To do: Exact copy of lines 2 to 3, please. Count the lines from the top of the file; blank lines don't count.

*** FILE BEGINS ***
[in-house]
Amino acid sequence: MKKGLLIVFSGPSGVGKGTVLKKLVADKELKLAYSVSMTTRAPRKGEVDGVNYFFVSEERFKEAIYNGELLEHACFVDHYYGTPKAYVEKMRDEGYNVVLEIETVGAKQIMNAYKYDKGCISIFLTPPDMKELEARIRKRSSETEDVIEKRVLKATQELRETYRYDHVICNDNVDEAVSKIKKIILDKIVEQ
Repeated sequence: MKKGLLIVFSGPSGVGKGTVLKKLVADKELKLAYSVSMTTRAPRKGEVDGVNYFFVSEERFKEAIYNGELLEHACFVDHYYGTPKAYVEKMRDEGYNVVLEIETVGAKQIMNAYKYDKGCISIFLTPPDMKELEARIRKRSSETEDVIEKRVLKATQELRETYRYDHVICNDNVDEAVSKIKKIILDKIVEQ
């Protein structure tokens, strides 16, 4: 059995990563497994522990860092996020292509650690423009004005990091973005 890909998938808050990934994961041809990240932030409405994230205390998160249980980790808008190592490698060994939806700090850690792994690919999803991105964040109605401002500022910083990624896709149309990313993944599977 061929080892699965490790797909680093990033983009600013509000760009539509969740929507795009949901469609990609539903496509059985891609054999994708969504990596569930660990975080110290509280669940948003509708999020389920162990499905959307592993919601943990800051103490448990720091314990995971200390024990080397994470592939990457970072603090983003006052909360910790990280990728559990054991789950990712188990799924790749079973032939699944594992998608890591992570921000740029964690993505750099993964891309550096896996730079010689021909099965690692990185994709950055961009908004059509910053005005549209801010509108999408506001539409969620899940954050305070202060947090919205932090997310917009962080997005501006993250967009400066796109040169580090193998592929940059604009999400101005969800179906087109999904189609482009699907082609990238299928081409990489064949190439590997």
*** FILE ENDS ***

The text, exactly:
Amino acid sequence: MKKGLLIVFSGPSGVGKGTVLKKLVADKELKLAYSVSMTTRAPRKGEVDGVNYFFVSEERFKEAIYNGELLEHACFVDHYYGTPKAYVEKMRDEGYNVVLEIETVGAKQIMNAYKYDKGCISIFLTPPDMKELEARIRKRSSETEDVIEKRVLKATQELRETYRYDHVICNDNVDEAVSKIKKIILDKIVEQ
Repeated sequence: MKKGLLIVFSGPSGVGKGTVLKKLVADKELKLAYSVSMTTRAPRKGEVDGVNYFFVSEERFKEAIYNGELLEHACFVDHYYGTPKAYVEKMRDEGYNVVLEIETVGAKQIMNAYKYDKGCISIFLTPPDMKELEARIRKRSSETEDVIEKRVLKATQELRETYRYDHVICNDNVDEAVSKIKKIILDKIVEQ